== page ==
Life in the deep freeze

[alert style=”success” close=”false”]We spent an extremely cold November night in a refuge in the Sierra Nevada mountains. Hard to believe that this was in fact southern Spain![/alert]

In the Sierra Nevada mountains of southern Spain we can expect some bad weather in November. This is normally the month when the major snows fall. We had a three day crossing of the mountain range booked for four clients in the last week of the month. Up to then we had “endured” endless days of blue skies and sunshine.

Climbing up to Posiciones near Veleta (3394m)

Climbing up to Posiciones near Veleta (3394m)

Sod’s law then, that we started off, from the Hoya de la Mora on the northern slopes of Veleta above the Sierra Nevada ski area, just as the grey skies turned darker and the mists started to descend.

Fortunately this area is well known to us, as we have been up here in bad weather many times since we arrived in the Sierras in 2002. The lay of the land becomes more familiar with every passing. We slowly ascended through the deserted ski pistes and onto the open slopes above.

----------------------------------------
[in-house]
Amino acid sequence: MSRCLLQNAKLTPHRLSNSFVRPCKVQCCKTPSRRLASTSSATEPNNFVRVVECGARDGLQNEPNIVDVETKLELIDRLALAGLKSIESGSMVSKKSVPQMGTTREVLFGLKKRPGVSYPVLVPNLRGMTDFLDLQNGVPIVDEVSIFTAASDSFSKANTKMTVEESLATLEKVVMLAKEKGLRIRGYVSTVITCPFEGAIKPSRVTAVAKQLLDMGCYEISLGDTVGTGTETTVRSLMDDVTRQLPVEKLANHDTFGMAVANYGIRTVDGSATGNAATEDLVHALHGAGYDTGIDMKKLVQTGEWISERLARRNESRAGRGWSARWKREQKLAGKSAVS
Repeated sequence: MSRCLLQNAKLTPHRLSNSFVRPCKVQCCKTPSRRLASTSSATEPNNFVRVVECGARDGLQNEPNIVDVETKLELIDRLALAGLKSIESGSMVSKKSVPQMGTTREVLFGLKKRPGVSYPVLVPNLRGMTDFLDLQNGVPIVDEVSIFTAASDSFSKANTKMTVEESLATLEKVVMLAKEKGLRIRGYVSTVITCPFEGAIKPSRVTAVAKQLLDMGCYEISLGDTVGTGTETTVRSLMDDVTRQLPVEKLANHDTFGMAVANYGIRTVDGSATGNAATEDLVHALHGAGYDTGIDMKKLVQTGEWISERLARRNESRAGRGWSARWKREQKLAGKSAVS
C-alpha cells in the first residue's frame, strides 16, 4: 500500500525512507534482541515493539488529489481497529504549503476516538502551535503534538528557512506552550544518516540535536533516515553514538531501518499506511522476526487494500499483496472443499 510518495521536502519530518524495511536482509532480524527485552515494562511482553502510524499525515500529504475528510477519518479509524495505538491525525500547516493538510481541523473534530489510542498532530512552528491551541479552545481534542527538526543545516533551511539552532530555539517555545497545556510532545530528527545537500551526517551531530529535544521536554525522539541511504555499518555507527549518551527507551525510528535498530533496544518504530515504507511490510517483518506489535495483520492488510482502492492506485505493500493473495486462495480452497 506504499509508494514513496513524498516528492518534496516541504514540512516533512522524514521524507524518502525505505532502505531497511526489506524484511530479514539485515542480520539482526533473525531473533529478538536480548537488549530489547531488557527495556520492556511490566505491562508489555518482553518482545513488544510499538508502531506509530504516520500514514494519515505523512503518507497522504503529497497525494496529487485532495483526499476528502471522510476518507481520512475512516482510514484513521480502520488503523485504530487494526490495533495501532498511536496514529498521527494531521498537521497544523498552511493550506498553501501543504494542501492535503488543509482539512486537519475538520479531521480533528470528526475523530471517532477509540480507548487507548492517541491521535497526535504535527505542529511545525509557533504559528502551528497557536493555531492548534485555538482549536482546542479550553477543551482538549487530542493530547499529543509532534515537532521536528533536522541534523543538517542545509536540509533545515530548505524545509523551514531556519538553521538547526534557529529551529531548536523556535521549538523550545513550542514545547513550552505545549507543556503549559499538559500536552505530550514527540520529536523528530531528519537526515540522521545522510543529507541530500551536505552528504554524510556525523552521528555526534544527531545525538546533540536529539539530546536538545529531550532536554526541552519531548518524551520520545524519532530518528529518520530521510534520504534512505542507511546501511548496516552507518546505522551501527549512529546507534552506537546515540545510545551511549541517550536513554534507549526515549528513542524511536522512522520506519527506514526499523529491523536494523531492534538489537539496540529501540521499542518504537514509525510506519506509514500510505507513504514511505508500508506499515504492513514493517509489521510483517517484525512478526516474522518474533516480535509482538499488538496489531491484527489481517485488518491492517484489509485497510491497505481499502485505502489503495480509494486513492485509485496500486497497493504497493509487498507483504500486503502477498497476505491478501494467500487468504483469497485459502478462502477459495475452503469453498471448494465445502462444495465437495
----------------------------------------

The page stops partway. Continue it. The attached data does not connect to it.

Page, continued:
Now it became full-on white out conditions with a bitterly cold northerly wind biting and tugging at our clothing. No part of the face or hands could be exposed for long. As we neared the first goad of the high ski road near Los Posiciones on the northern shoulder of Veleta at 3100m, the altitude also begins to take a toll. And this is supposed to be “fun”!

With conditions deteriorating we shuffled along the high ski road. Although being of simple gradient we had knee deep snow drifts to impede our progress. Waterproof jackets and pants began to turn white as the ice stuck to the fabrics.

Refugio Carihuela, Sierra Nevada

Refugio Carihuela, Sierra Nevada

Rounding a corner we arrived at the Collado de Carihuela at nearly 3200m. A few metres above the col stands the Refugio de Carihuela, perched in a magnificent location astride the ridge. But of course, our views that day were just a sea of dark grey mist intermingled with the odd rock poking out from the accumulating snows.

We ran into the relative peace and calm of the refuge. For the initial ten minutes we almost basked in the relative warmth and dryness of the refuge. Gradually though the all encompassing cold began to creep into our bones!